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Giants look to start new golden age

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Giants look to start new golden age

by John E. Gibson (Nov 10, 2009)

Soon after the Yomiuri Giants won their 21st Japan Series title they lifted skipper Tatsunori Hara up for his traditional tosses into the air at Sapporo Dome. They looked to raise their game, too.

The Giants blanked the Hokkaido Nippon Ham Fighters 2-0 on Saturday to close out the Series in six games. They got the job done this year, but team captain and Series MVP Shinnosuke Abe, who finally earned his second championship, was waving his men forward toward the next objective: Back-to-back titles.

"This my second championship, but the first time I was part of a Japan Series win, it was over in four games, before I even knew what was going on," Abe told The Yomiuri Shimbun. "This time I was the captain and the players' union representative. It's a different perspective and it feels completely different.

"[Next year] we'll be the targeted by the other teams and it's going to be considerably harder to win a second straight championship. But that makes the challenge all the more worth it.

"I want us to work together to win another championship and begin a build up to the Giants' golden age."

Winning it all was the reason the Giants brought back Hara, who guided the club to the title seven years ago, for the 2006 season. It was why they picked up Alex Ramirez and brought in closer Marc Kroon, among other free agents.

But the Giants also developed of lot of their talent and those players came through at the right time.

Tetsuya Matsumoto stole the center field job with his pesky performances at the plate and some stellar defensive plays, including a diving catch in the clincher.

The third-year player started out on the developmental roster and worked his way onto the field. He proved to be a tough out, hitting .304 for the Series.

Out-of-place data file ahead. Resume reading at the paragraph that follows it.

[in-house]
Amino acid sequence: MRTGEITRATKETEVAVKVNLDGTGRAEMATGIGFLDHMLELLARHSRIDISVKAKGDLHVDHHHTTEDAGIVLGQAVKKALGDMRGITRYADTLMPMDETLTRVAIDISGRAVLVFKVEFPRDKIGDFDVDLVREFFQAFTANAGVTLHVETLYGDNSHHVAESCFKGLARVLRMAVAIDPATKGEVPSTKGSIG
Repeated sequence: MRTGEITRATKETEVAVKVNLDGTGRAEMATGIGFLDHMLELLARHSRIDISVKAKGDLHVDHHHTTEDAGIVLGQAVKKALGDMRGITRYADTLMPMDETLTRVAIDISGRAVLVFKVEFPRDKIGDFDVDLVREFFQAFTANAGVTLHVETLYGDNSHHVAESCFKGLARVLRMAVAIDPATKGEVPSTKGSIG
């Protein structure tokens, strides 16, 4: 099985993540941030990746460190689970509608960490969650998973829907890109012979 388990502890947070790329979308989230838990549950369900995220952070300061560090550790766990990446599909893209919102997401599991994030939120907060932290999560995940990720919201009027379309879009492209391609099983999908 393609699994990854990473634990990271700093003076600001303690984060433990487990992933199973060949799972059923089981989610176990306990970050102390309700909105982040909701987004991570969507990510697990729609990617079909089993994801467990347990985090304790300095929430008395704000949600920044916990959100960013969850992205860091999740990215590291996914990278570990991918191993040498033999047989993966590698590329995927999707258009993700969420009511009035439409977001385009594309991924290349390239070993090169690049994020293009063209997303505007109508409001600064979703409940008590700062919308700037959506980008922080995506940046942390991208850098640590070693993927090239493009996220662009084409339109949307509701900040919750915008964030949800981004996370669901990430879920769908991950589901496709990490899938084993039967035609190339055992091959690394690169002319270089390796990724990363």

Wirfin Obispo, a 25-year-old Dominican also made a difference down the stretch in the regular season and in the postseason, winning a Stage 2 Central League Climax Series game and Game 3 in the Series.

The third-year righty signed with the developmental roster and quickly moved up through the Yomiuri system.

It was by chance that the Giants had to use six pitchers in Game 6, but again its system paid off.

Hit-and-miss hurler Tetsuya Utsumi hit on all cylinders in relief. The sixth-year lefty, who came on after Shun Tono took a comebacker off his right wrist, fired 4-2/3 shutout innings against the Fighters.

Later, another pair of homegrown talents, Tetsuya Yamaguchi (third year) and Daisuke Ochi (fourth year) worked kept Nippon Ham off the scoreboard.

Abe, a 13-year veteran, got credit for the Game 5 game-winning homer, but it was Yoshiyuki Kamei's solo blast that set it up.

Kamei batted .261 in the Series but slugged a pair of homers.

All these players came from the Giants' system and all were major contributors as Yomiuri turned its third straight Central League title into a Series championship.

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